This English city turned an entire street into a Slip'N Slide

The United Kingdom doesn't often enjoy a heatwave, but on the odd occasion the fog clears, Brits go nuts. On one such marvelous day last summer, artist Luke Jerram peered out his office window in Bristol and came up with the idea of putting a gigantic, 99-yard (90 m) water slide right down the city's popular Park Street.

And now, after a successful Kickstarter campaign raised approximately $9,500 (£5,626), Jerram's slippery vision is becoming a reality this Sunday when, from 11 am until 5 pm, 360 people will take turns hurtling down the chute, one per minute.

Needless to say, the wet-and-wild creation has proved popular. More than 96,500 people entered ballots to take a dive in the event, organized in conjunction with the Bristol Art Weekender festival and the Make Sundays Special initiative. But as Jerram explained to The Guardian, "We'd have to keep the slide open every day for about eight months to let everyone who has applied have a go. The queue would extend for 30 miles!"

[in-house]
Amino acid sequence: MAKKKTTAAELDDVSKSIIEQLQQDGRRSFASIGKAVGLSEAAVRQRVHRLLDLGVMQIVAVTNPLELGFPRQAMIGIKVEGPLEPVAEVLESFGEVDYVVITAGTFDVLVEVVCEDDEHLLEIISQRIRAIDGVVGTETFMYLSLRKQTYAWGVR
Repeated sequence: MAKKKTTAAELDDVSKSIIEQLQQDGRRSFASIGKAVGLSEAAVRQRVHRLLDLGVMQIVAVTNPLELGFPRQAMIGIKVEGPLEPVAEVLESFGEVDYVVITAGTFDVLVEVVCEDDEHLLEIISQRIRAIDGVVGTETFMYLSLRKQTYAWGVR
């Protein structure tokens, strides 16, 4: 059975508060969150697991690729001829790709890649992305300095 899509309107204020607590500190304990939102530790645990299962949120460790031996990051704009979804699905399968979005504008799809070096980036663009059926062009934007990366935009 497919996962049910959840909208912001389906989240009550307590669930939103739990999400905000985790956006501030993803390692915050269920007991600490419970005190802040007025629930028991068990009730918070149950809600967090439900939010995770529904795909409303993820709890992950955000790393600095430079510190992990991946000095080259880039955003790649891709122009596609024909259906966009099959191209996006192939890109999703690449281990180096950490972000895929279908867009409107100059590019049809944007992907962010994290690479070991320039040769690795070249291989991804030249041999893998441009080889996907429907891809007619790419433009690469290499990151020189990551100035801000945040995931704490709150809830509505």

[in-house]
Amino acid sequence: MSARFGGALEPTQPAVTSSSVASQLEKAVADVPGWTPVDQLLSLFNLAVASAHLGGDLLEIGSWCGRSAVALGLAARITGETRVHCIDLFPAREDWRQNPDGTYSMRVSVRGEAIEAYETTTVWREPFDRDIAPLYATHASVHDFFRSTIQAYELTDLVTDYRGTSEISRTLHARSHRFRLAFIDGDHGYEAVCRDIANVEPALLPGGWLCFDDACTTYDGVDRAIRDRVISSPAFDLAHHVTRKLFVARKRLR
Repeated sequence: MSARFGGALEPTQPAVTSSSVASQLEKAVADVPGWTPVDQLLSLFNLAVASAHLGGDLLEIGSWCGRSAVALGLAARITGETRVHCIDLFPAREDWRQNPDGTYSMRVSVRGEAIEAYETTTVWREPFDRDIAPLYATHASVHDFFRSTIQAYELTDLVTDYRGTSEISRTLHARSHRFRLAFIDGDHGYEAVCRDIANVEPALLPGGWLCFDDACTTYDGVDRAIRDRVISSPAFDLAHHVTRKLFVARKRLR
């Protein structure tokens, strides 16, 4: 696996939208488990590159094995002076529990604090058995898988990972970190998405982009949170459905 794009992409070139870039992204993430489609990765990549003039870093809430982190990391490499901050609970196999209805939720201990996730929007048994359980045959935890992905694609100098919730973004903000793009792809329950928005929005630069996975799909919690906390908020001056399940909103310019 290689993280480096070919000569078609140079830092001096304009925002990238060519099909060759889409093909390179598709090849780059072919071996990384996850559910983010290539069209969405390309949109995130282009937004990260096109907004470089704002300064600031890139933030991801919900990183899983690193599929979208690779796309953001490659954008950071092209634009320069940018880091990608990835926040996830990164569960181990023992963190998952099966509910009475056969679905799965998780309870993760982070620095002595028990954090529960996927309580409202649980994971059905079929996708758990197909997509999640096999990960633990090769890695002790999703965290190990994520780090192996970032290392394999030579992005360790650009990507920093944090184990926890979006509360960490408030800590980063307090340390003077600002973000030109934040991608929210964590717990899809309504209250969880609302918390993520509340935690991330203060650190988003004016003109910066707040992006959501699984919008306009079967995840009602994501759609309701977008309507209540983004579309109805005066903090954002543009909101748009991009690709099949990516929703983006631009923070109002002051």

Made from blue PVC fabric and foam to keep it stable, the slide will take four hours to assemble. Of course, there'll be a health and safety assessment the day of the event. And Jerram won't just be the creator; he'll be a participant, too, taking the slide for a test run.

As with most large-scale events, there are a heap slide rules (though no need for detailed accounting). With the exception of the last hour, when children will take over the slide, participants must be over 16 years old and wear "sensible clothing." And in the event of extreme weather, well, the slide is a no-go.

Here's hoping Mother Nature doesn't rain on the parade. Or, in this case, the Sunday waterslide fun.

Chloe Pantazi is an editorial assistant on Thrillist's travel team. She would really like one of these to be installed along the length of Broadway so she can slide to work everyday. Follow her on Twitter at @ChloePantazi.